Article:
There are a lot of mysteries in life that have no reasonable explanation. Like why is the price of gas always higher around Statesville than anyplace else? Why do people still smoke cigarettes? Why am I always at the end of the four in a row when I cut on the radio and what is Hermann Goering’s pants doing in a western N.C. jail?
Yes, in an old county brick jailhouse in the western part of N.C. is a pair of Hermann Goering’s pants. Reichsmarschall Hermann Wilhelm Goering (Goring) was a Nazi military and political leader who at one point was second only to Adolf Hitler in Germany and the Nazi party. Goering had served in WWI as a German fighter pilot ace and was the last commander of the “Jagdgeschwader,” the fighter wing once led by Manfred von Richthofen (The Red Baron).
Goering became a supporter of Adolf Hitler and the Nazi party in the early 1920s. When Hitler became Chancellor of Germany in 1933 Goering became Minister Without Portfolio and created the Gestapo, Hitler’s official secret police force that would later take part in the Jewish Holocaust. Hitler designated Goering as his successor and created the rank of Reichsmarschall making Goering senior officer over all the German armed forces.
Goering served as the commander-in-chief of the German air force known as the Luftwaffe and stole priceless artworks from the areas Germany occupied. After the war Goering was arrested and tried at the Nuremberg trails in 1946 for war crimes. The night before he was to be hung Goering committed suicide by taking cyanide.
This now brings us to former Statesville High School football star Red Watt. No, Red didn’t slip him a cyanide tablet but he did steal his pants. William Neri “Red” Watt was born on April 15, 1910 in Iredell County to William Alexander and Margaret Elizabeth Patterson Watt. Red was an outstanding athlete who played football, basketball, baseball, and ran track before graduating from Statesville High School (in the D. Matt Thompson building) in 1929. Red led Statesville to the N.C. state football championship game against Wilmington in Chapel Hill in 1928.
Watt graduated from North Carolina State University in 1933 with a degree in civil engineering. On Feb. 24, 1943 he enlisted in the U.S. Army serving in the 44th Infantry and 71st Infantry Division of Patton’s Third Army. During WWII he served in U.S. Army Intelligence as a topographic draftsman and did aerial photo interpretation. Red was responsible for providing detailed maps for the 71st as it advanced into Germany. He later wrote of the Division’s final push as the 66th Infantry of the 71st swept into Neuhaus.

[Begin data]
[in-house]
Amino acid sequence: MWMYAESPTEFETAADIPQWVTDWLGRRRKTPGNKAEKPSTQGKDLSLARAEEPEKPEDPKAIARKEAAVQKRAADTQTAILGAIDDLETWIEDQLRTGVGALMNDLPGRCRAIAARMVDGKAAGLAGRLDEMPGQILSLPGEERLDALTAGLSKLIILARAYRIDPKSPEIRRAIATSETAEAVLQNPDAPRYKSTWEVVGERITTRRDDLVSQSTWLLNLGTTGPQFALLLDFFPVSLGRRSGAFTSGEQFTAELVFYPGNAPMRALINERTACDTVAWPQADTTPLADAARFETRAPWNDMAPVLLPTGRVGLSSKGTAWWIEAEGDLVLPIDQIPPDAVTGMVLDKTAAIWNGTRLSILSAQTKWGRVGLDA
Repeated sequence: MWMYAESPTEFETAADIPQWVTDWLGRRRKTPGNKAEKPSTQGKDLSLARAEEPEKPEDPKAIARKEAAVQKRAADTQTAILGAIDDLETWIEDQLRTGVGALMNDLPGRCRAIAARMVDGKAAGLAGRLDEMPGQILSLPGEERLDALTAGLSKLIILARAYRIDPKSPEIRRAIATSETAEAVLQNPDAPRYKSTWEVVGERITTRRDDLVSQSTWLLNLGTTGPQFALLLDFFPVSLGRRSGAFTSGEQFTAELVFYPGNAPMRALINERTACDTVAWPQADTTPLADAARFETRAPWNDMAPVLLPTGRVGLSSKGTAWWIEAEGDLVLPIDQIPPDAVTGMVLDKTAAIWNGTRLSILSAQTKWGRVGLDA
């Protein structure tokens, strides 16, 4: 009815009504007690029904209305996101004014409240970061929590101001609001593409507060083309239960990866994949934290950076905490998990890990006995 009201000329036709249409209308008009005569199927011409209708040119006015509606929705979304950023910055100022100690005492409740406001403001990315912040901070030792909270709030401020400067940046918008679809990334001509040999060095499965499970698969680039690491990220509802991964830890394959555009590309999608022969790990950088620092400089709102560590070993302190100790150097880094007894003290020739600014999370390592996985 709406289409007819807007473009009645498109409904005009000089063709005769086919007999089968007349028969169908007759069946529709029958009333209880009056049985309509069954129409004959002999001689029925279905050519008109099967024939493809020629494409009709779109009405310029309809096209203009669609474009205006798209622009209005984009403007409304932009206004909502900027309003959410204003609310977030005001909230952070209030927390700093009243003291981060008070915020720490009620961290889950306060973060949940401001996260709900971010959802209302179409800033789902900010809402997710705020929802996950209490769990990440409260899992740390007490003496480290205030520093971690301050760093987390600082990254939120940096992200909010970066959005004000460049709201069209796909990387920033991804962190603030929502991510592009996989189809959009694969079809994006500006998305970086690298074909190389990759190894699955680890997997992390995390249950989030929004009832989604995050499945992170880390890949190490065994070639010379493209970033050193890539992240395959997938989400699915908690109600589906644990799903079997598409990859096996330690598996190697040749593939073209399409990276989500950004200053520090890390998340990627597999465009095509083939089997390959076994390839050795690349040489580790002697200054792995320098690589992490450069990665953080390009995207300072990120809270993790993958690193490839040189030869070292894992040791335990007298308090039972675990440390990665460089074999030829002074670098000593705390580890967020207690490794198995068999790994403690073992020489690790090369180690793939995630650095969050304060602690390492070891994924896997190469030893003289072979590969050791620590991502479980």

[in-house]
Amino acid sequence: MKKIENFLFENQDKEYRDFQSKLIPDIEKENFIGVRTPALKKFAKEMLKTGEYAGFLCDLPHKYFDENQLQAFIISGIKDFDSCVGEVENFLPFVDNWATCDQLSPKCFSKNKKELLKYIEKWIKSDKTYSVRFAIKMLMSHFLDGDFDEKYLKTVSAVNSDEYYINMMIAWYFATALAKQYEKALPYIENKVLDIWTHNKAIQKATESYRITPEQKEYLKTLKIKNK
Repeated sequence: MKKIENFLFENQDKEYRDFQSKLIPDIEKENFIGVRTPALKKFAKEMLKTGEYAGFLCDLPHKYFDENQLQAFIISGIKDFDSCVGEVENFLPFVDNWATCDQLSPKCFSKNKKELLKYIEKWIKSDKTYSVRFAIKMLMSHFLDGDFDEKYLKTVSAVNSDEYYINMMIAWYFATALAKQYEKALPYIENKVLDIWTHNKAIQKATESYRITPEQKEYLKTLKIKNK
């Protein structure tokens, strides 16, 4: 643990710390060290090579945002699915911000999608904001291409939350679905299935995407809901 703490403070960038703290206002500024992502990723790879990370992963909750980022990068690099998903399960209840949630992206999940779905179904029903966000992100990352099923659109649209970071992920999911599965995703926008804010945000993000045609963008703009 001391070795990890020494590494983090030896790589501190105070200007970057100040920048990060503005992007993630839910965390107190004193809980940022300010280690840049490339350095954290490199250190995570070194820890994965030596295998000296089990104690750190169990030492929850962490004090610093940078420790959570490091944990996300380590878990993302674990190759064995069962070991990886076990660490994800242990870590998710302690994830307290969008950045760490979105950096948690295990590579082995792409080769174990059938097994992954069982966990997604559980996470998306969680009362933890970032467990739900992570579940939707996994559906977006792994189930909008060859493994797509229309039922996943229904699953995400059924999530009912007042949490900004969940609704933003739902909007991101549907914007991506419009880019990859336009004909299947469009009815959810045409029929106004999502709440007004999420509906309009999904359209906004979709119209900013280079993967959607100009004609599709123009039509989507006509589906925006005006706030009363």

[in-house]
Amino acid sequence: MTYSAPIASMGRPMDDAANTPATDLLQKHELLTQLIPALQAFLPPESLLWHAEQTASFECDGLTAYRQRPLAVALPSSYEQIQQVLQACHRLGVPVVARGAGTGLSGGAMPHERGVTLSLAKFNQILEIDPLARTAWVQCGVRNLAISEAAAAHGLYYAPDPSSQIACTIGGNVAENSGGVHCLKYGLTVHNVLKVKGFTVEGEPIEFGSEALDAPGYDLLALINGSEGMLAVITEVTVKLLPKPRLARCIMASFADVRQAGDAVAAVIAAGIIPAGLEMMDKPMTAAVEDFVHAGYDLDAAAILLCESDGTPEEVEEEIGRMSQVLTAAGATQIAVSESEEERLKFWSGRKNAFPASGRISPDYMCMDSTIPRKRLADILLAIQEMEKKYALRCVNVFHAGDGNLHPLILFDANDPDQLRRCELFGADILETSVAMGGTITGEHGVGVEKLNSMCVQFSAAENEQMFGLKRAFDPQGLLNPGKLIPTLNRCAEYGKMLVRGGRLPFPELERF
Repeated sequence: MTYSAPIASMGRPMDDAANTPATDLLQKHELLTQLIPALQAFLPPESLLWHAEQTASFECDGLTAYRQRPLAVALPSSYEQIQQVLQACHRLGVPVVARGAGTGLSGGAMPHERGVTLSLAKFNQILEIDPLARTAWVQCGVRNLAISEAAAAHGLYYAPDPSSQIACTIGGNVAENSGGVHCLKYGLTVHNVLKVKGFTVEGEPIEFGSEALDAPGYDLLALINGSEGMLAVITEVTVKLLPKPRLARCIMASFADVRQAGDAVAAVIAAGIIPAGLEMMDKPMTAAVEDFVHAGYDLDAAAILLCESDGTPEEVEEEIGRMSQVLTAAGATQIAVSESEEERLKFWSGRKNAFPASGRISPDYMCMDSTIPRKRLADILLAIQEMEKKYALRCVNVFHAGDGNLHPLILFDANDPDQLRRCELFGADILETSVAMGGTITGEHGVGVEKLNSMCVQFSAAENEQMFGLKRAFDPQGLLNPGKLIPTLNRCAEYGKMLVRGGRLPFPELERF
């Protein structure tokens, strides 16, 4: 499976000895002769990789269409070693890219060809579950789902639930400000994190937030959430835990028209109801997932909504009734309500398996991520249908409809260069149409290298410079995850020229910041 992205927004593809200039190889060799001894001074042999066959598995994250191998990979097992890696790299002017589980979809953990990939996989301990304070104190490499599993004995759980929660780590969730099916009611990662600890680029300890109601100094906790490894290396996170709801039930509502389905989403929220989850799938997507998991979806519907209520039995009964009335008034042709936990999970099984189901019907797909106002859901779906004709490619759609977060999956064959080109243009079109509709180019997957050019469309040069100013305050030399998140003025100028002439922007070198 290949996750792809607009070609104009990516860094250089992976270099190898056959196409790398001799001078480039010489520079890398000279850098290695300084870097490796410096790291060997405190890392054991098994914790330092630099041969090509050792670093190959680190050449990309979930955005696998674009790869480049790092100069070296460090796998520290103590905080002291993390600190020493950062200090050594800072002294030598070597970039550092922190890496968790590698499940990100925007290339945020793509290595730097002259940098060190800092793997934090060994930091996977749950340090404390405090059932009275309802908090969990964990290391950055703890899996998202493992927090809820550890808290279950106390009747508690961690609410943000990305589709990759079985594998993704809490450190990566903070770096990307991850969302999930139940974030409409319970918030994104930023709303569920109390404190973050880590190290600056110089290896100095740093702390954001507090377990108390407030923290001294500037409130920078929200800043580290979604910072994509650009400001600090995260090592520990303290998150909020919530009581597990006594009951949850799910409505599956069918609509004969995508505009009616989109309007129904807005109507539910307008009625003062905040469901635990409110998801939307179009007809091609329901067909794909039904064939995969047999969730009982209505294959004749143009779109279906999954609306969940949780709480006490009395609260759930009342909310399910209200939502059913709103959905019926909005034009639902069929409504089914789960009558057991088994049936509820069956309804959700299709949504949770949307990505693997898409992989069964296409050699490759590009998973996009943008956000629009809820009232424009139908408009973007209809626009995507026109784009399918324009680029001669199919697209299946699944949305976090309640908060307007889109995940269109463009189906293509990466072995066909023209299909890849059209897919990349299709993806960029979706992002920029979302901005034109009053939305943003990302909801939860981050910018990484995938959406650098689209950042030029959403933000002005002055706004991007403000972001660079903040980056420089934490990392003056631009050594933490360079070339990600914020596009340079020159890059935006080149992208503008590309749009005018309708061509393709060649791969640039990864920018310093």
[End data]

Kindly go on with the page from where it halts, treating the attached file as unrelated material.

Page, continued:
“On a high bluff behind a stone wall, we saw Hermann Goering’s 500-year old castle. After a short fight with some SS troops, who retreated into the woods, the castle was taken late one afternoon.” The Major who was in charge of the convoy decided to take a break in Neuhaus. Red and the major took advantage of the stop to tour Goering’s castle.
“The major had to return to the convoy, and I told him that I would hang around and catch a ride to the next town later. After looking at some of the expensive tapestries, oriental rugs, and art I realized that I was the only American soldier in the castle with servants (Nazis working for Goering) everywhere. Even though I had a pistol, I cut my tour short after I visited the dining room and a bedroom. I confiscated Goering’s signatures from books, a bridge scoring pad, and his pants from the bedroom. The pants were knickers, and his name was in the waistband, probably in his own handwriting.”
Red Watt would recall that “in the last few days before May 8, 1945, it was “if you don’t shoot, we will not shoot” as the Germans began to surrender. He accompanied the 71st Division to Styr, Austria on the Enns River where over 60,000 Germans surrendered to the Americans before the Russians arrived. “The had a smile on their faces, and you would never think that they were enemies.”
William N. “Red” Watt was discharged on Oct. 31, 1945. He received the EAMET Service Medal, American Theater Service Medal, and Good Conduct Medal for his service in the war. He saw action in the battles of the 71st Infantry Division from Bitche, France to Styr, Austria. After the war Red worked in the U.S. Soil Conservation Service in Sparta, Ga., for 32 years before returning to N.C. after retirement.
The pants he liberated in Germany were later donated to a county historical society whose office today is in an old former county jail building. The pants are huge. Goring packed on a lot of weight by the 1940s and looked nothing like a fighter pilot. As he grew bigger so did the pants as tailors sewed pieces of cloth into the pants to expand their size. The Allies were careful not to mistreat the German prisoners awaiting trial at Nuremberg. Army doctors examining Goring found him to be obese and put him on a diet which greatly reduced his size by the time the trails began.
Red would combine his love of history and his skills in map reading to conduct historical and genealogical research publishing seven historical books including, “Statesville My Home Town 1789-1920” in 1996, and the N.C. Society of Historians award winning “The Granville District” in 1992. He assisted in the publication of both the Iredell and Alexander County Heritage books. Red passed away at age 87 on March 30, 1998 and is buried in Oakwood in Statesville.
Originally published in the Statesville Record & Landmark.